ENDING RAPE CULTURE
Rape, a sexual assault carried out against a person without that persons CONSENT sadly is becoming a trend in society.
Nigeria has the highest amount of rape, most especially child rape, in Africa, which is extremely disappointing for such an overtly religious country.
Committing rape as shameful and animalistic as it is, is one thing, but getting away with it and having the victim suffer the consequences of your actions is simply heart-wrenching. It is rather sad and discouraging the way rape victims are treated compared to the perpetrators of the heinous crime.
Rape culture has the ability to leave a victim even more scarred than the actual act. In a society where rape victims are blamed for the act committed against them, it is little wonder that rape hasn’t gone out of fashion.
I don’t think I can ever understand what pleasure rapists derive especially when done against children. Of course rape victims are not just little children, they are also men and women. But it certainly is extremely rare to find a male rape victim being slut shamed or blamed for what has happened to him. Mostly it just serves as a blow to their masculinity. But they are also as affected by rape as much as women.
Being raped already leaves the victim emotionally, mentally and sometimes physically sick without adding the ever judgmental society to the mix. Rape culture is one of the major reasons why victims never report their rape. Children who are raped are even more affected as there is always the possibility of not being believed. It is a matter of the child’s word against that of the perpetrator’s. In most cases, the child is blamed for having gotten too close to the rapist and that would be the end of the discussion.
Adults who get raped already feel a sense of shame even without people knowing about it. Society has set peoples minds to believe that if you are raped, you must have brought it upon yourself. Perhaps you spoke too seductively or were too rude, or your dressing was too seductive. We are made to believe that a person who has been raped should be ashamed of themselves for having attracted such attention to themselves. We are told that rape isn’t that a big a deal because there are more ‘important’ issues plaguing the society. Nobody wants to acknowledge the effect it has on the mentality. No one is expected to play the victim or blame their deteriorating mental health on the fact that they were raped. Victims are expected to accept it and move on with their lives.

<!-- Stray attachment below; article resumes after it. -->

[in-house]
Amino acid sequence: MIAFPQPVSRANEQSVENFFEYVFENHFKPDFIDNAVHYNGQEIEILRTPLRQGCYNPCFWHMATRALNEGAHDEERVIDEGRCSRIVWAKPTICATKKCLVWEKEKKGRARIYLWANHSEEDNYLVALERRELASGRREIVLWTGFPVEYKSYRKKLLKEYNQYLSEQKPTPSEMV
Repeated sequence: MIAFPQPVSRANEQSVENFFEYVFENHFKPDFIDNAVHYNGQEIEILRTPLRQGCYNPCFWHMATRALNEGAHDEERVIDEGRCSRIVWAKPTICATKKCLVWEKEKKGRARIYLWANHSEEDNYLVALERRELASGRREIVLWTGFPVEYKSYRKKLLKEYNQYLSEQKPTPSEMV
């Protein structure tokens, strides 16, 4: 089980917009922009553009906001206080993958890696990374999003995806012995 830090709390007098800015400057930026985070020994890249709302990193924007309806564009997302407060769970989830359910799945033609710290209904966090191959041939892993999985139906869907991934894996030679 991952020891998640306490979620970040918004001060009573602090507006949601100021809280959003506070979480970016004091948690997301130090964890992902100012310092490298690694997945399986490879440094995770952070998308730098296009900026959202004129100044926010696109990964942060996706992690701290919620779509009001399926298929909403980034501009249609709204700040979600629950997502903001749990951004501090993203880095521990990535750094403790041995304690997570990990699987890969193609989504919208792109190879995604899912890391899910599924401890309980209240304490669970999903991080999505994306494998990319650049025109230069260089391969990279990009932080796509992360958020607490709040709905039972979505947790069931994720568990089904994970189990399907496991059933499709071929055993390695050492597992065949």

There is always a fear to come out and say “I was raped” when the only ones who should be afraid should be the perpetrators. But the victims have nothing to be ashamed of. Instead of making the victims feel disgusted with themselves that such a shameful act was carried out against them, we should be openly shaming the perpetrators. When people in power and religious leaders get away with being monsters and ridiculous excuses are made for them, the average citizen will never expect to be apprehended for their crime. If we are going to blame a woman in supposedly ‘provocative’ clothes for her rape, what do we say about the one who was completely covered showing little or no skin at all. What will we say about the seven years old child (male or female) whose body hasn’t fully matured.
With no specification to gender, we can all agree that rapists are sick people who do not deserve to roam the streets with humans. We need to not only feel compassion towards the ones who were raped but also be willing to show the right amount of rage, rightly expressed towards the perpetrators. We need to stop focusing on the ones who were raped and talk about the one who raped. Yes, violence cannot solve the problem, but there is a need to come out and talk about this plague in our society because rape culture isn’t something we should just accept. We need to speak out against what isn’t right and stop trying to cover up this immoral act.
It is long overdue to let these people pay for their crimes and instill in them a fear that hopefully permanently hinders rape in our society.